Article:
Share in first of three exciting Marburg meetings
THE merry month of May is upon us, the last month of autumn, and for the Marburg folk, one of the busiest.
Three meetings are planned to enjoy.
The Marburg Pacing Association starts the trifecta with Labour Day on Monday, presenting a solid eight race card. Racing starts at 12.27pm.
All the regular features will be on the go including exciting country harness, country style burgers and other tasty items, home made desserts, amazing prices on beverage and other cold drinks.
There's the "funny money" bookmaker for all those who love a punt but can't really afford to lose.
The $3 race book gets you $500 and an entry form for "Pick the last seven winners".
There is $2000 to be split between the winner or winners.
Just fill out the card and put it in the box before the start of the second race.
The TAB will be up and running for the punters big and small, and there will be supervised activities for the kids.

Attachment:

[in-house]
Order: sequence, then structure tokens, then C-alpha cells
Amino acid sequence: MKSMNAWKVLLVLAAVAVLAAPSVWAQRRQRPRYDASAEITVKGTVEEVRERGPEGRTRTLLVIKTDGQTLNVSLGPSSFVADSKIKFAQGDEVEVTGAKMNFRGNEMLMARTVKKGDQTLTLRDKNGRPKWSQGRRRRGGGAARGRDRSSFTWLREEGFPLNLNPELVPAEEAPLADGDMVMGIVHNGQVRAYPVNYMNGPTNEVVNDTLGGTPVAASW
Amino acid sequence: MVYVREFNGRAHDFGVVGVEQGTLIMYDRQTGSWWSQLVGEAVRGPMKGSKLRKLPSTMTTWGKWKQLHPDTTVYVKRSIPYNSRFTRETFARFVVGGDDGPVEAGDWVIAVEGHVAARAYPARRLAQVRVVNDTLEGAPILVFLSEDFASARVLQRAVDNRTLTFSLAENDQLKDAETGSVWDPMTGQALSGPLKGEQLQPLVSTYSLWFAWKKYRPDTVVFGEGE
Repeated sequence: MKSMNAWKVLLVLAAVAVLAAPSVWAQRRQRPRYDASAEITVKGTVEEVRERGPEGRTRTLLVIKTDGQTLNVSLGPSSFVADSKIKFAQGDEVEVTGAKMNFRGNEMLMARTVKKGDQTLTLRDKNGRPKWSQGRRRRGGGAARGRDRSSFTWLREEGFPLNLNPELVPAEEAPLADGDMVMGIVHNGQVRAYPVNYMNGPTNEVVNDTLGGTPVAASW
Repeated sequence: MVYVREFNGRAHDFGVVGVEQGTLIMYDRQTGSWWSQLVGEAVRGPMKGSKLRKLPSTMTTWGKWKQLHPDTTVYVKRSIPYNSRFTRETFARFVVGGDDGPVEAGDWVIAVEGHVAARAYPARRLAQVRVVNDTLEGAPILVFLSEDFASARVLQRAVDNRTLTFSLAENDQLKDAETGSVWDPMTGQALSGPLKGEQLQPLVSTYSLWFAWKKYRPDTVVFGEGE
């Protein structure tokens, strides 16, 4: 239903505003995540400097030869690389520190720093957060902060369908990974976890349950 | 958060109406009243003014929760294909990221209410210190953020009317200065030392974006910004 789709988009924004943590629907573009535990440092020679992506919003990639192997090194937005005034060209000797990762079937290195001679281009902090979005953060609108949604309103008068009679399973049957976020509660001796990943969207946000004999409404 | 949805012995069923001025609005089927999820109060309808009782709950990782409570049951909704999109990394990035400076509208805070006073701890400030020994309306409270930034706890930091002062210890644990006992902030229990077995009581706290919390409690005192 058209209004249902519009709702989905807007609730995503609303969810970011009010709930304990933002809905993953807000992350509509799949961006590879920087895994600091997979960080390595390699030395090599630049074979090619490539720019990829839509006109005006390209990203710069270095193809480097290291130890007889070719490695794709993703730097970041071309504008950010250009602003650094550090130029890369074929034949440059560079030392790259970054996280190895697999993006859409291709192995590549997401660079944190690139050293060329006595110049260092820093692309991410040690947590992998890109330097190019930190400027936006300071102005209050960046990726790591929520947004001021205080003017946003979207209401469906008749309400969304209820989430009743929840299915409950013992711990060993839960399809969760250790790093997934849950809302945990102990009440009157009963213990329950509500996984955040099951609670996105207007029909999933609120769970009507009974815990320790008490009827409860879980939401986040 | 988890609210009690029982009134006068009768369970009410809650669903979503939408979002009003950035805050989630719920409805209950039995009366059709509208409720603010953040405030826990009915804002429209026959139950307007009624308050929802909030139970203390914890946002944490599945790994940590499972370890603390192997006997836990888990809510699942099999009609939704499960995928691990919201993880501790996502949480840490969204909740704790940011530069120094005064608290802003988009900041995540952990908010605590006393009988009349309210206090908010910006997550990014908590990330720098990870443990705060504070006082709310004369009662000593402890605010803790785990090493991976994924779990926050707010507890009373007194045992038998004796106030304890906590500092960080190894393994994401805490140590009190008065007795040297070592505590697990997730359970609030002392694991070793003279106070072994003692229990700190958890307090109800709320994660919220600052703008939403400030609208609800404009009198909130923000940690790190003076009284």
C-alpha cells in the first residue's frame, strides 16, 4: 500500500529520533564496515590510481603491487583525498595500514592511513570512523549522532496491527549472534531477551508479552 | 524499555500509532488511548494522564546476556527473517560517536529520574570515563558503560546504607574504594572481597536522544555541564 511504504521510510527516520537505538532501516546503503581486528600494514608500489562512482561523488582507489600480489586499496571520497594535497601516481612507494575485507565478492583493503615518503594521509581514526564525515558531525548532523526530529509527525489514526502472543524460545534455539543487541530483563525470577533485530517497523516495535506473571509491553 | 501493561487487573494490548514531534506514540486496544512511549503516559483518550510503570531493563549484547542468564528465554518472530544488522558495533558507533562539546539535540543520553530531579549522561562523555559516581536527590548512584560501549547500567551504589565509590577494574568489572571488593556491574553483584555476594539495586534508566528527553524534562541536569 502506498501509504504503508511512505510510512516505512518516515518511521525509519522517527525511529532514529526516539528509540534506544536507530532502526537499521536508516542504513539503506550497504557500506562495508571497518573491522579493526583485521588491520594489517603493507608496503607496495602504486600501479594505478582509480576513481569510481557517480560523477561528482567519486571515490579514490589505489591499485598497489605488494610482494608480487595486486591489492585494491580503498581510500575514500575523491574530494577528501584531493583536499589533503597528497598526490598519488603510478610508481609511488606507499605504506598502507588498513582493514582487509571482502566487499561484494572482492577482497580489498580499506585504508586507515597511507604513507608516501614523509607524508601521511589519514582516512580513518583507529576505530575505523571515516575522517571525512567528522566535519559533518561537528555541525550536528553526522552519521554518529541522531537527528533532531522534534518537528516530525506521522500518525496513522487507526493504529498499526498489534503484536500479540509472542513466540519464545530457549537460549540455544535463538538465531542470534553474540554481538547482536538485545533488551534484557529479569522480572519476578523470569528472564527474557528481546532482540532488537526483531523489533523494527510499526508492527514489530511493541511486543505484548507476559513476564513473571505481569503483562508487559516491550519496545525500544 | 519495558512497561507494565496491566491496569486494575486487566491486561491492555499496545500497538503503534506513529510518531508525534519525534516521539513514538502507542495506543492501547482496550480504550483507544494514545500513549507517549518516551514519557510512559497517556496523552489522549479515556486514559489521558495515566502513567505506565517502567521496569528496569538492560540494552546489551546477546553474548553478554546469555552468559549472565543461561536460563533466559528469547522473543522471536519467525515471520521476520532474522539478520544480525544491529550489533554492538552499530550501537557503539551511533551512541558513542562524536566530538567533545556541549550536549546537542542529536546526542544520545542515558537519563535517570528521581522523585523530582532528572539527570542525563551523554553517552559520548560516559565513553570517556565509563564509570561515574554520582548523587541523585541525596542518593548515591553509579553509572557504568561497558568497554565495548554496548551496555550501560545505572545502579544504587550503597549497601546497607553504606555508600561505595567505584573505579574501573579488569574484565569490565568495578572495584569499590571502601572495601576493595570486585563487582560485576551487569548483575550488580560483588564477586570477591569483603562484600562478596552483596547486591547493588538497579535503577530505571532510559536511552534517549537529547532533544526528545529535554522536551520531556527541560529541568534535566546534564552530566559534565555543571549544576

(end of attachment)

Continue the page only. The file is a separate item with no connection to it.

Sadly, no mini-trotters but they will be back on the Sundays, May 16 and 23.
Admission is adults $5, members and pensioners $3. Kids under 16 free.
Gates open 11am.
Harness family values
THE following article is aimed at portraying thoroughbred racing as a desirable business, with which to be associated, and the need for the harness trainers and drivers to lift their "front of house" game.
The mechanics of both equine codes of racing are identical as both breeds are trained to race against their genetic equals in order to determine winners and placegetters. By this determination, to distribute prizemoney in descending amounts.
The gallops, which commands the lion's share of the punting dollar and accordingly attracts higher costs for the owners, has always been seen as the sport or pastime of the wealthy.
Because of the dollar factor it more easily assumes the mantle of business for the trainers and their employees.
Harness, however, because of the previous proliferation of the owner/trainer/driver and his family was more acceptable as a sport.